TOKYO Dec 4 Japan's Toshiba Corp will
tie up with German real estate company Gagfah SAS to
sell energy directly to residents in Germany, people close to
the matter told Reuters.
Beginning in March 2014 in two towns in south Germany,
Toshiba will fit solar panels on residential properties owned by
Gagfah and feed the power generated directly into homes,
supplemented with other energy sources to ensure stable
supplies, the sources said.
Bypassing the grid should enable Toshiba to cut costs and
offer energy at a lower price to consumers without relying on
subsidies known as feed-in-tarriffs, a selling point in Germany
where a shift away from nuclear power to renewable energy
sources has caused a rise in electricity bills.
The sources said it was the first case of a solar-panel
maker selling power directly to customers and bypassing the
grid, a claim that couldn't immediately be verified.
The sources said Toshiba aims to reach a capacity of 100
megawatts with solar power and generate revenues of 19 billion
yen ($184 million) to 24 billion yen ($233 million) from the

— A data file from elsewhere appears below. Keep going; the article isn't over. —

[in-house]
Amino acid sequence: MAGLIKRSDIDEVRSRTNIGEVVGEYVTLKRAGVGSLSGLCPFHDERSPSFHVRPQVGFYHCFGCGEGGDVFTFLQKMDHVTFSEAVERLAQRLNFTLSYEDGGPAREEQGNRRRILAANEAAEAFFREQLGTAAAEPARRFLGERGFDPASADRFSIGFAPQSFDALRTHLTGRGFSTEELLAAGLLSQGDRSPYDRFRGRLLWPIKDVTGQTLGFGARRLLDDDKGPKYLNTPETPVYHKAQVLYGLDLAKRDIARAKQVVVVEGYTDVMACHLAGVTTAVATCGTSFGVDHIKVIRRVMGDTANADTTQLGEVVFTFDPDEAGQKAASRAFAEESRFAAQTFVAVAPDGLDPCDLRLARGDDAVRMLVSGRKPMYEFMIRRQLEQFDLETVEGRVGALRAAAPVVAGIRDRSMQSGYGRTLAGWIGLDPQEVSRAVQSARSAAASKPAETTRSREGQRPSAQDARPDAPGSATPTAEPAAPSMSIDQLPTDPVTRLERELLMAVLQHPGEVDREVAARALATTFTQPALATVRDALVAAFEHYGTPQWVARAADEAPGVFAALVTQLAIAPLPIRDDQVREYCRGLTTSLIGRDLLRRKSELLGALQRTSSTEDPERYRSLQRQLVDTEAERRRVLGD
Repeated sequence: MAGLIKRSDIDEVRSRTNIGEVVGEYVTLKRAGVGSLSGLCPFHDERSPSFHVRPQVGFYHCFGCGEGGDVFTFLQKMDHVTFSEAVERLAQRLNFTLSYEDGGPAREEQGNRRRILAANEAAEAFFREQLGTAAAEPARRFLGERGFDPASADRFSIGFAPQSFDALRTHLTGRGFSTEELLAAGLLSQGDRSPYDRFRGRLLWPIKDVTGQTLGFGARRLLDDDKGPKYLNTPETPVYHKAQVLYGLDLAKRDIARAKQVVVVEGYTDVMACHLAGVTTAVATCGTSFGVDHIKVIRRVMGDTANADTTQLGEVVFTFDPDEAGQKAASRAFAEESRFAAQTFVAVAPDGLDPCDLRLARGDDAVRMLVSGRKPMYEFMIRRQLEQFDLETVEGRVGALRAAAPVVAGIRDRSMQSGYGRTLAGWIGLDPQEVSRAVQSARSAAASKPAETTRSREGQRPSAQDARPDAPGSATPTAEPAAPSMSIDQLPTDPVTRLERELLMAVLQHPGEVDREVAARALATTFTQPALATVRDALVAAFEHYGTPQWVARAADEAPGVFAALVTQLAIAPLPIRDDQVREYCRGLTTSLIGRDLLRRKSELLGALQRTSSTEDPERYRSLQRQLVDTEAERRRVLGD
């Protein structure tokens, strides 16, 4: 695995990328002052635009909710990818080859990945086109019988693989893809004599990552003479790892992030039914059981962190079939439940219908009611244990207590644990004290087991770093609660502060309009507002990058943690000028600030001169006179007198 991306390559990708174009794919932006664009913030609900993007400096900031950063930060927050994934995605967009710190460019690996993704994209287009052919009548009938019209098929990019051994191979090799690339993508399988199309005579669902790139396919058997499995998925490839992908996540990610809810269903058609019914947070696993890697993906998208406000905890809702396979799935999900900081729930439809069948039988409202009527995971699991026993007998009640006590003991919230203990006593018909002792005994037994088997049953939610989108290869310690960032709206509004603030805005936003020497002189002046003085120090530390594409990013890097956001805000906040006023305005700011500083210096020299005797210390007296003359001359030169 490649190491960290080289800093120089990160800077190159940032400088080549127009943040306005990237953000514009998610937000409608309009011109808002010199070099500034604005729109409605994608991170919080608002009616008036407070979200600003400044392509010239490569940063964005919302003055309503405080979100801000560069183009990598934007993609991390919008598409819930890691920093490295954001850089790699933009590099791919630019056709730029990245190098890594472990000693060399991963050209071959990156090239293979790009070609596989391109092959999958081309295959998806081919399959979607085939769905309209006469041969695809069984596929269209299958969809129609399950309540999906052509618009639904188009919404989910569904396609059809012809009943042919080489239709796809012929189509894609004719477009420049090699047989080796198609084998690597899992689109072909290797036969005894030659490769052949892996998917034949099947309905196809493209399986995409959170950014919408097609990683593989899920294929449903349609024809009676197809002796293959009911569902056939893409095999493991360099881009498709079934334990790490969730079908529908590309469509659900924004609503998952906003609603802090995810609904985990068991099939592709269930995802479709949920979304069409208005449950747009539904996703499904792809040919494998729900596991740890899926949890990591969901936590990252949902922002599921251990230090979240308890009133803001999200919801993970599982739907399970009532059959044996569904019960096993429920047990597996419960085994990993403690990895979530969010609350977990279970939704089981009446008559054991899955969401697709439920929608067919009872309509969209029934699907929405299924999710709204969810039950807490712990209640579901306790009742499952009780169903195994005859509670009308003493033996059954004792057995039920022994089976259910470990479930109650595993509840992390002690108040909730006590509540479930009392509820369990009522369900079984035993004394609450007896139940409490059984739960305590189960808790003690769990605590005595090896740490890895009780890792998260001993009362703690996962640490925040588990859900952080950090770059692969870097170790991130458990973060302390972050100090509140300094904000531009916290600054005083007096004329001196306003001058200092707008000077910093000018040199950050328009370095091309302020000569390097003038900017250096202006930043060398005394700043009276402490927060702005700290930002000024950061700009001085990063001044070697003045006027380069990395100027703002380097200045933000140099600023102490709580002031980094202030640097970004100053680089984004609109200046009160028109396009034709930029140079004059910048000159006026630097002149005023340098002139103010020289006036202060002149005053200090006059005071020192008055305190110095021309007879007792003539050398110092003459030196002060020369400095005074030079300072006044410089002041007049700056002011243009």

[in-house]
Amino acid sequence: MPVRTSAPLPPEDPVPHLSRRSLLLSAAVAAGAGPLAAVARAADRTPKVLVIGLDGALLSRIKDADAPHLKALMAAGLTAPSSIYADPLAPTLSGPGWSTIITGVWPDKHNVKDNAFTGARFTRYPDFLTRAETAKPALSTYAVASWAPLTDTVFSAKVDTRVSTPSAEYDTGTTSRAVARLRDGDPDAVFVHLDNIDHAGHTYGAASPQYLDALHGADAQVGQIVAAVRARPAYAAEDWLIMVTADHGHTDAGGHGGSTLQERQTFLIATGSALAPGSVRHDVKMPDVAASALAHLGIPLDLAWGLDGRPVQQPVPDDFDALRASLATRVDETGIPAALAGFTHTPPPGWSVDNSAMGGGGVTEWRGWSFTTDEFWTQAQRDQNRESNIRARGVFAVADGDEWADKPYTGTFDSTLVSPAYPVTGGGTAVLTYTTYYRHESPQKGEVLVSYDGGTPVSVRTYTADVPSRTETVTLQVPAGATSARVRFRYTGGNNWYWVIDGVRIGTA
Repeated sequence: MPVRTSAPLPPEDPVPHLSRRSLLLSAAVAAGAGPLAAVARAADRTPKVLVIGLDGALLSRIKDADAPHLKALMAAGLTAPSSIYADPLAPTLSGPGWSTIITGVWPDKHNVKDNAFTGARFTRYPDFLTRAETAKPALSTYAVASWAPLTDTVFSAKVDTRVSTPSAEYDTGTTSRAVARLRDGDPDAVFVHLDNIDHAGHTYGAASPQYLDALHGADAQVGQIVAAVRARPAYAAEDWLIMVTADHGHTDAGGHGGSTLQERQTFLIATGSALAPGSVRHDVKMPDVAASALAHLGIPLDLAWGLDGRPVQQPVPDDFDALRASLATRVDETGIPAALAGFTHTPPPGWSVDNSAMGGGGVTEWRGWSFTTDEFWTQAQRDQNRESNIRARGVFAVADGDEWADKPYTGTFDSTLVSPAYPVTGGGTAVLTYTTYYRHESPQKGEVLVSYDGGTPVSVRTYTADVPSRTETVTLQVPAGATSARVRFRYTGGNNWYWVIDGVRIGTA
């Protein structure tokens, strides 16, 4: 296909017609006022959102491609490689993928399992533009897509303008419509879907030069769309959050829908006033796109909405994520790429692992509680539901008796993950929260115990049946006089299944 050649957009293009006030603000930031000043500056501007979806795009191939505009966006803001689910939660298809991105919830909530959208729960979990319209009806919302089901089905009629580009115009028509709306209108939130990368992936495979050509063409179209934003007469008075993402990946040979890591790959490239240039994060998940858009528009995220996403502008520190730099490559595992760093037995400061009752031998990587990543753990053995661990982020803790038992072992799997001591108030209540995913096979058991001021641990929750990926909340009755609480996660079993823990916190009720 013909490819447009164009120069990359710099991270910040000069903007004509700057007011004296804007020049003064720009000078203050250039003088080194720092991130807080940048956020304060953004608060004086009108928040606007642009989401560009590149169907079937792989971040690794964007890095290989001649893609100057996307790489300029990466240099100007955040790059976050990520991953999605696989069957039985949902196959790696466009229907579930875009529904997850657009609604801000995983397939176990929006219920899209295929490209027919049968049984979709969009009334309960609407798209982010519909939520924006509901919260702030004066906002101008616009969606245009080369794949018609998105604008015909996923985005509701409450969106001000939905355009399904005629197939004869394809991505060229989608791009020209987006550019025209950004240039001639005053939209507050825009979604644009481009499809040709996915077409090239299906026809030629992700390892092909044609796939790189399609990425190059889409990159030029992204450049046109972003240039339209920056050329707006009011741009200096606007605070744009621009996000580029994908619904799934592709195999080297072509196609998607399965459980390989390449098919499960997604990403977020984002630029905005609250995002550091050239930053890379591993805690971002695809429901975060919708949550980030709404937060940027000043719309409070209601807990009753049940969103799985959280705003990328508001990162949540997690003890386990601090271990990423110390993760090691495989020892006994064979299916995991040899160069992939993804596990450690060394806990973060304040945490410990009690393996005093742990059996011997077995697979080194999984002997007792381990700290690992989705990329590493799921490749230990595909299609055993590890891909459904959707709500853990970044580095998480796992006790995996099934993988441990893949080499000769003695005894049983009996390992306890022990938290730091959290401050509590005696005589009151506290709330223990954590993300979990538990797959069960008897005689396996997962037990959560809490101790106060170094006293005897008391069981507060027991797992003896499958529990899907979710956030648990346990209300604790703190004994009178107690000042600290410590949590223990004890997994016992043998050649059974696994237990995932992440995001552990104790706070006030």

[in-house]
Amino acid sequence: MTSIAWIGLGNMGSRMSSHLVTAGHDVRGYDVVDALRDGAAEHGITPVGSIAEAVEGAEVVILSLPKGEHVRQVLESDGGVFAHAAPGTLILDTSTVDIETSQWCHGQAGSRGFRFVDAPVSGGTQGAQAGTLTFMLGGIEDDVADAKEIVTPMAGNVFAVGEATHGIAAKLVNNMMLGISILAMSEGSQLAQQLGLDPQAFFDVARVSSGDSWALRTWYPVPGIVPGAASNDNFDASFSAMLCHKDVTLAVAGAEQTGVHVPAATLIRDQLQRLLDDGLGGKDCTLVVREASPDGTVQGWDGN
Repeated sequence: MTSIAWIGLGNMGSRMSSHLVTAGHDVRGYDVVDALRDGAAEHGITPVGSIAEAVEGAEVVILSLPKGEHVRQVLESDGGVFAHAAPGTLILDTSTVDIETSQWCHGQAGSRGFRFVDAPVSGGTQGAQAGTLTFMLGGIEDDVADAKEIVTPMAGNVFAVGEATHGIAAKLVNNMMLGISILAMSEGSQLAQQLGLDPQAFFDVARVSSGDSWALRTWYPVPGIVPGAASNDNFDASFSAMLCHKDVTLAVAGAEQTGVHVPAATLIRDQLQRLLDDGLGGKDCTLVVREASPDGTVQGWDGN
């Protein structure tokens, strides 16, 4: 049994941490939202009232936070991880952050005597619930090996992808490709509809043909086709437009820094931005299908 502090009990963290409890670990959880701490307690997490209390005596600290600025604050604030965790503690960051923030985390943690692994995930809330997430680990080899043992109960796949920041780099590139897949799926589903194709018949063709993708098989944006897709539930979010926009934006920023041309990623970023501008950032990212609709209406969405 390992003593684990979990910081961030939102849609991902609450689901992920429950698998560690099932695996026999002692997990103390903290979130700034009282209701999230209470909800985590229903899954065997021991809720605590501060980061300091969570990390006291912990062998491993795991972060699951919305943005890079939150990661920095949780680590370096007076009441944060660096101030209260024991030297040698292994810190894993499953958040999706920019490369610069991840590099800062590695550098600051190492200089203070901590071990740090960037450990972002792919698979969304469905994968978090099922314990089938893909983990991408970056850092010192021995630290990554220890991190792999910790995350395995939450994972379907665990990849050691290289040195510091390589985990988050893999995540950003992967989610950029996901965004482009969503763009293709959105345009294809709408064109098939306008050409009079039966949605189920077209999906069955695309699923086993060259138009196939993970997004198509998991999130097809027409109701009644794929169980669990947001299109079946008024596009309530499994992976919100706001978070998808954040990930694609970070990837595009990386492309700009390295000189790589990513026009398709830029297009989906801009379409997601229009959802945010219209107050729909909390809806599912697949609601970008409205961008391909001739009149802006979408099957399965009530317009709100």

installation of the infrastructure and sale of electricity in
the next three years.
Investors would fund the solar panels and their installation
and sell the power they produced back to Toshiba, which would
take the place of an energy utility and sell it directly to
consumers at a lower price than that of the grid.
Gagfah, one of Germany's largest real estate companies with
around 145,000 properties, announced a pilot of the project with
Toshiba in February in the town of Ostfildren, near Stuttgart.
Sources said Toshiba will fit solar panels on 700 residences
in Ostfildren and the nearby town of Villingen-Schwenningen
starting in March. Storage batteries will be added to the local
network once it has grown sufficiently.
Toshiba hopes to expand the scheme to Italy and parts of
Asia, the sources said, including Thailand, Malaysia and
Indonesia to either pose a cheaper alternative to schemes using
subsidies or to provide energy to areas outside the existing
($1 = 102.9850 Japanese yen)
(Editing by William Mallard and Aaron Sheldrick)